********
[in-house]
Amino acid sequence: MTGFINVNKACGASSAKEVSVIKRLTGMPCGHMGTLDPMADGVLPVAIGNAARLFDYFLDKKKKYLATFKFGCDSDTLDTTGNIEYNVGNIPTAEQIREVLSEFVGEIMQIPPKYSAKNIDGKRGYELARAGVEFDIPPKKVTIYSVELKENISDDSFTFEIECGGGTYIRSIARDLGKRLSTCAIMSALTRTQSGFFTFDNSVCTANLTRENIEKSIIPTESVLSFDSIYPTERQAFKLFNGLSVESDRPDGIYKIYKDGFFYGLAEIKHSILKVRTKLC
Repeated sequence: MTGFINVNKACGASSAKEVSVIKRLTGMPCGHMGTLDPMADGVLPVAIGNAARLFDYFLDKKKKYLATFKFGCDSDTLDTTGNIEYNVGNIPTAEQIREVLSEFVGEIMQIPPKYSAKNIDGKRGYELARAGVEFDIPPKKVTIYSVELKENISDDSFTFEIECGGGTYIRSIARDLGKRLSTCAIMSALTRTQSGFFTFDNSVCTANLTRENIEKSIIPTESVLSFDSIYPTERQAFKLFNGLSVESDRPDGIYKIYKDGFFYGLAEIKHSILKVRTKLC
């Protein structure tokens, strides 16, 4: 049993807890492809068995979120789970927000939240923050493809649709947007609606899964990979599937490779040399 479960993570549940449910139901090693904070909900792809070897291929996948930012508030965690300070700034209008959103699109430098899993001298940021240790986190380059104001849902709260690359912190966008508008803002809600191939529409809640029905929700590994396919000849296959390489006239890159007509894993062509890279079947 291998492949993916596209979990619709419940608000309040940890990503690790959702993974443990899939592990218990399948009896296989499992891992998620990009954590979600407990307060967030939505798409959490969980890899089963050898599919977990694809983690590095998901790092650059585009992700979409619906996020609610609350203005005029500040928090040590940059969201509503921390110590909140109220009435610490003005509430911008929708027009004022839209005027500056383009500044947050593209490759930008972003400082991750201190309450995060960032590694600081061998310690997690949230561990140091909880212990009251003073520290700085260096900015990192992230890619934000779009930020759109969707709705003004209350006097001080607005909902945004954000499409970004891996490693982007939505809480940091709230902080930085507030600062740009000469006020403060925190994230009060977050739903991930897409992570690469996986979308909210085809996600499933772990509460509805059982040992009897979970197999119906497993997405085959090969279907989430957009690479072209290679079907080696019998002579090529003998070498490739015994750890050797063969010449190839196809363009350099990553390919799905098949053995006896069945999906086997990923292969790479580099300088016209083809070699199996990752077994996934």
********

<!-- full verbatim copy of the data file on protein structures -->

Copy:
[in-house]
Amino acid sequence: MTGFINVNKACGASSAKEVSVIKRLTGMPCGHMGTLDPMADGVLPVAIGNAARLFDYFLDKKKKYLATFKFGCDSDTLDTTGNIEYNVGNIPTAEQIREVLSEFVGEIMQIPPKYSAKNIDGKRGYELARAGVEFDIPPKKVTIYSVELKENISDDSFTFEIECGGGTYIRSIARDLGKRLSTCAIMSALTRTQSGFFTFDNSVCTANLTRENIEKSIIPTESVLSFDSIYPTERQAFKLFNGLSVESDRPDGIYKIYKDGFFYGLAEIKHSILKVRTKLC
Repeated sequence: MTGFINVNKACGASSAKEVSVIKRLTGMPCGHMGTLDPMADGVLPVAIGNAARLFDYFLDKKKKYLATFKFGCDSDTLDTTGNIEYNVGNIPTAEQIREVLSEFVGEIMQIPPKYSAKNIDGKRGYELARAGVEFDIPPKKVTIYSVELKENISDDSFTFEIECGGGTYIRSIARDLGKRLSTCAIMSALTRTQSGFFTFDNSVCTANLTRENIEKSIIPTESVLSFDSIYPTERQAFKLFNGLSVESDRPDGIYKIYKDGFFYGLAEIKHSILKVRTKLC
């Protein structure tokens, strides 16, 4: 049993807890492809068995979120789970927000939240923050493809649709947007609606899964990979599937490779040399 479960993570549940449910139901090693904070909900792809070897291929996948930012508030965690300070700034209008959103699109430098899993001298940021240790986190380059104001849902709260690359912190966008508008803002809600191939529409809640029905929700590994396919000849296959390489006239890159007509894993062509890279079947 291998492949993916596209979990619709419940608000309040940890990503690790959702993974443990899939592990218990399948009896296989499992891992998620990009954590979600407990307060967030939505798409959490969980890899089963050898599919977990694809983690590095998901790092650059585009992700979409619906996020609610609350203005005029500040928090040590940059969201509503921390110590909140109220009435610490003005509430911008929708027009004022839209005027500056383009500044947050593209490759930008972003400082991750201190309450995060960032590694600081061998310690997690949230561990140091909880212990009251003073520290700085260096900015990192992230890619934000779009930020759109969707709705003004209350006097001080607005909902945004954000499409970004891996490693982007939505809480940091709230902080930085507030600062740009000469006020403060925190994230009060977050739903991930897409992570690469996986979308909210085809996600499933772990509460509805059982040992009897979970197999119906497993997405085959090969279907989430957009690479072209290679079907080696019998002579090529003998070498490739015994750890050797063969010449190839196809363009350099990553390919799905098949053995006896069945999906086997990923292969790479580099300088016209083809070699199996990752077994996934």